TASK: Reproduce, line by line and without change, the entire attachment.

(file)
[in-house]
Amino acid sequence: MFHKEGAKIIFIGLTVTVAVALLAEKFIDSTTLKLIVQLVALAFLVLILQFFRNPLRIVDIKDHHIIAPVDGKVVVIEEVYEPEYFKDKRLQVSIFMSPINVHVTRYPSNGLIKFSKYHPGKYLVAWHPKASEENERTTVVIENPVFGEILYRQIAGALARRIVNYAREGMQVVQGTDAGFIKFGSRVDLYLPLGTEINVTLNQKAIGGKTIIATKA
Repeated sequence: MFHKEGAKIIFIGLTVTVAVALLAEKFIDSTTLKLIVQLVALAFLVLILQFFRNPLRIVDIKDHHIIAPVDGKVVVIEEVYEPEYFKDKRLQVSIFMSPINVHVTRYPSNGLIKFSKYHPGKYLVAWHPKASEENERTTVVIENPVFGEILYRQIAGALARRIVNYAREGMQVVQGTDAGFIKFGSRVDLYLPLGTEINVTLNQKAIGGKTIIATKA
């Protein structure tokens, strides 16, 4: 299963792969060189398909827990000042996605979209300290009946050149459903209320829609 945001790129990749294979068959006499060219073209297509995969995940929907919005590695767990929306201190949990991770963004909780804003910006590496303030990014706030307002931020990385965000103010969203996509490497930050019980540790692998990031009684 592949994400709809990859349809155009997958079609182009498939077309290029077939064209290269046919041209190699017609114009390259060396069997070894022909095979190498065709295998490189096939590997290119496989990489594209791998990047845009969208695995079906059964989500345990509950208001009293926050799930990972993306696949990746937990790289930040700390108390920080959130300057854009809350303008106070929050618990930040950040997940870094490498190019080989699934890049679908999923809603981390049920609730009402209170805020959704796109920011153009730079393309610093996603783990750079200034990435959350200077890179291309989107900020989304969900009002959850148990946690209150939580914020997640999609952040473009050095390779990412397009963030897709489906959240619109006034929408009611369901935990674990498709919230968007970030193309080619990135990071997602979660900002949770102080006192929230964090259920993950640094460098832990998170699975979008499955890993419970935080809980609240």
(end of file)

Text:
[in-house]
Amino acid sequence: MFHKEGAKIIFIGLTVTVAVALLAEKFIDSTTLKLIVQLVALAFLVLILQFFRNPLRIVDIKDHHIIAPVDGKVVVIEEVYEPEYFKDKRLQVSIFMSPINVHVTRYPSNGLIKFSKYHPGKYLVAWHPKASEENERTTVVIENPVFGEILYRQIAGALARRIVNYAREGMQVVQGTDAGFIKFGSRVDLYLPLGTEINVTLNQKAIGGKTIIATKA
Repeated sequence: MFHKEGAKIIFIGLTVTVAVALLAEKFIDSTTLKLIVQLVALAFLVLILQFFRNPLRIVDIKDHHIIAPVDGKVVVIEEVYEPEYFKDKRLQVSIFMSPINVHVTRYPSNGLIKFSKYHPGKYLVAWHPKASEENERTTVVIENPVFGEILYRQIAGALARRIVNYAREGMQVVQGTDAGFIKFGSRVDLYLPLGTEINVTLNQKAIGGKTIIATKA
């Protein structure tokens, strides 16, 4: 299963792969060189398909827990000042996605979209300290009946050149459903209320829609 945001790129990749294979068959006499060219073209297509995969995940929907919005590695767990929306201190949990991770963004909780804003910006590496303030990014706030307002931020990385965000103010969203996509490497930050019980540790692998990031009684 592949994400709809990859349809155009997958079609182009498939077309290029077939064209290269046919041209190699017609114009390259060396069997070894022909095979190498065709295998490189096939590997290119496989990489594209791998990047845009969208695995079906059964989500345990509950208001009293926050799930990972993306696949990746937990790289930040700390108390920080959130300057854009809350303008106070929050618990930040950040997940870094490498190019080989699934890049679908999923809603981390049920609730009402209170805020959704796109920011153009730079393309610093996603783990750079200034990435959350200077890179291309989107900020989304969900009002959850148990946690209150939580914020997640999609952040473009050095390779990412397009963030897709489906959240619109006034929408009611369901935990674990498709919230968007970030193309080619990135990071997602979660900002949770102080006192929230964090259920993950640094460098832990998170699975979008499955890993419970935080809980609240």